With opposite seasons to the UK, high temperatures and guaranteed sunshine in winter months draws thousands of Britons every year.
But amidst a three-year long drought, this hot and dry climate has transformed Cape Town into a drought-stricken city.
What will happen when the city runs out of water? And is it safe to travel there at the moment?
A severe lack of rain over a three-year period in Cape Town has caused the dam levels to fall dangerously low.
Theewaterkloof dam, which has a capacity of 480 million cubic meters, has dried up in parts
If you’re planning to travel to the area, you should be mindful of water consumption and comply with local restrictions
South Africa’s ‘Mother City’, home to roughly 3.7 million people, is slowly crawling ever-closer to the dreaded ‘Day Zero’ – the day the water runs out.
Although it is not clear when ‘Day Zero’ will occur (with some predicting in April), the prospect of shutting off the city’s water will likely have a detrimental impact.
Is is safe to travel there at the moment?
According to Cape Town Tourism’s 2017 annual report, there’s been no drop in tourism numbers despite a severe lack of rain.
Last year, more than five million people passed through the arrival gates of Cape Town International Airport and popular tourist attraction Table Mountain Aerial Cableway recorded over one million visitors.
If the water does run out, families and some commercial users will be forced to queue at 200 water collection points across the city to collect their daily ration of 25-litres.
At present, the Foreign and Commonwealth Office’s (FCO) travel advice state: “If you’re planning to travel to the area, you should be mindful of water consumption and comply with local restrictions.”
“The City of Cape Town has cautioned that these restrictions may become more severe in April and after that period you shouldn’t assume an unrestricted supply of potable water”.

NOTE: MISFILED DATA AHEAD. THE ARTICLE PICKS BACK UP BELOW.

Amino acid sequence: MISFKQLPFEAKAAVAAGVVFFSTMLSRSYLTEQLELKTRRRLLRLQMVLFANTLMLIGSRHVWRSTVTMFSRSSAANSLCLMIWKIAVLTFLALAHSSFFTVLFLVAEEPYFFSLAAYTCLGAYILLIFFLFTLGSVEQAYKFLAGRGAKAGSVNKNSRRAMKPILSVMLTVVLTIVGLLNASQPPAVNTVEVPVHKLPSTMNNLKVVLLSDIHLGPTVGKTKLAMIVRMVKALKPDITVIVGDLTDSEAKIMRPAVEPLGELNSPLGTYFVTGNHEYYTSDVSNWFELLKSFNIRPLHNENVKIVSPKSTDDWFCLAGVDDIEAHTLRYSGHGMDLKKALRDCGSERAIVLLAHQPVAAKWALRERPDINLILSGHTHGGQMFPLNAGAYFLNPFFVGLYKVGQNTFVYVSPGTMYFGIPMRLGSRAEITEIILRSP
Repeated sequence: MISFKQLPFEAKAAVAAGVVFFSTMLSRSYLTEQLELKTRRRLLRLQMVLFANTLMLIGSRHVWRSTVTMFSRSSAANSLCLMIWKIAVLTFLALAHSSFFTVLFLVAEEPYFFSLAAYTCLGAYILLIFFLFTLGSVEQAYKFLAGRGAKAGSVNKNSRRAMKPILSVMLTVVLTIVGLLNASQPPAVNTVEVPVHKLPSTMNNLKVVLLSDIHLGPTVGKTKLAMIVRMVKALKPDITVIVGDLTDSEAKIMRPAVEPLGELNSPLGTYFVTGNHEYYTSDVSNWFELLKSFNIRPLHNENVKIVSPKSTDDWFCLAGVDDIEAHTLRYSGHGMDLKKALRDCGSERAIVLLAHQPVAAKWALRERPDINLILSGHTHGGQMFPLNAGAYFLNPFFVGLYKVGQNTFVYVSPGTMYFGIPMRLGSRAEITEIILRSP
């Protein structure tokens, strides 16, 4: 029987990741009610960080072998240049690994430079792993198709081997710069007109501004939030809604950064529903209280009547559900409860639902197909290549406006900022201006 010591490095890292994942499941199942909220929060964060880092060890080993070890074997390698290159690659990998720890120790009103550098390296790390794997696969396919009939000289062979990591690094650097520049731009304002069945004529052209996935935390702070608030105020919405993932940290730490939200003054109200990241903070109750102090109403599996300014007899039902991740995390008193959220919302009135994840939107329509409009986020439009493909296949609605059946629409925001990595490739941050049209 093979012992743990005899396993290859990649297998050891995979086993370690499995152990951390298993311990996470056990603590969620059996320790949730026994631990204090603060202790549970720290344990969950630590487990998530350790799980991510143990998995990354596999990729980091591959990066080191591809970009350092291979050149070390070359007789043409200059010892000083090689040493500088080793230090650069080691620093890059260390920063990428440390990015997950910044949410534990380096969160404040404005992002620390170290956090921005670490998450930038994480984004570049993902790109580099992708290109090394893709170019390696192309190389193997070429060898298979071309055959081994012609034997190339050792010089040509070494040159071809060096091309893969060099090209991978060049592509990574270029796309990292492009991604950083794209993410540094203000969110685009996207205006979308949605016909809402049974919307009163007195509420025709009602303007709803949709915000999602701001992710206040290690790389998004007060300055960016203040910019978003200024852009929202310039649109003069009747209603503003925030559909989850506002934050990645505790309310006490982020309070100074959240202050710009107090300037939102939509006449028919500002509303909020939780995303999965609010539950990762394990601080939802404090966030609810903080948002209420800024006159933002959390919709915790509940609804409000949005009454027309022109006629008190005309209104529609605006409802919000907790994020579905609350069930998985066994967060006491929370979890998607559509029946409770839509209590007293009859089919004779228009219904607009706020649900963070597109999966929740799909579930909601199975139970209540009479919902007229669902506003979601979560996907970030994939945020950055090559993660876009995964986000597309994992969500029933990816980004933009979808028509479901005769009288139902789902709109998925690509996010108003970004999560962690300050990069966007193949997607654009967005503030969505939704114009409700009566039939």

Theewaterskloof Dam stores around 41% of the water available for Cape Town’s 3.7m residents
However, despite water restrictions South Africa Tourism states that in the eventuality of ‘Day Zero’, “there will be available water for tourists….for personal hygiene and consumption”.
South Africa Tourism commented: “Visitors are naturally expected to behave responsibly and do all they can to conserve fresh water.
“Bars and restaurants have turned off the taps in their toilets, with customers asked to use hand sanitiser instead”.
At present, showers are still available although guidelines state no longer than two minutes.
There are also reports of some hotel swimming pool’s being converted to salt water from the ocean.
Major tourist attractions such as access to Table Mountain, Cape Point and Kirstenbosch Botanical Gardens will not be impacted.
Current advice means that, for the time being, if you have a holiday planned to Cape Town you won’t be able to cancel your trip without facing cancellation charges, as travel operators are implementing their normal terms and conditions.
However as the situation develops, so may the attitudes of travel operators such as airlines and tour groups. They may offer the chance to postpone or switch destinations. For now though, there is no obligation for them to change their conditions unless the Foreign Office warns against travel.
So, the bottom line is that at present, it still remains safe to travel to Cape Town but flights may be effected if the situation worsens.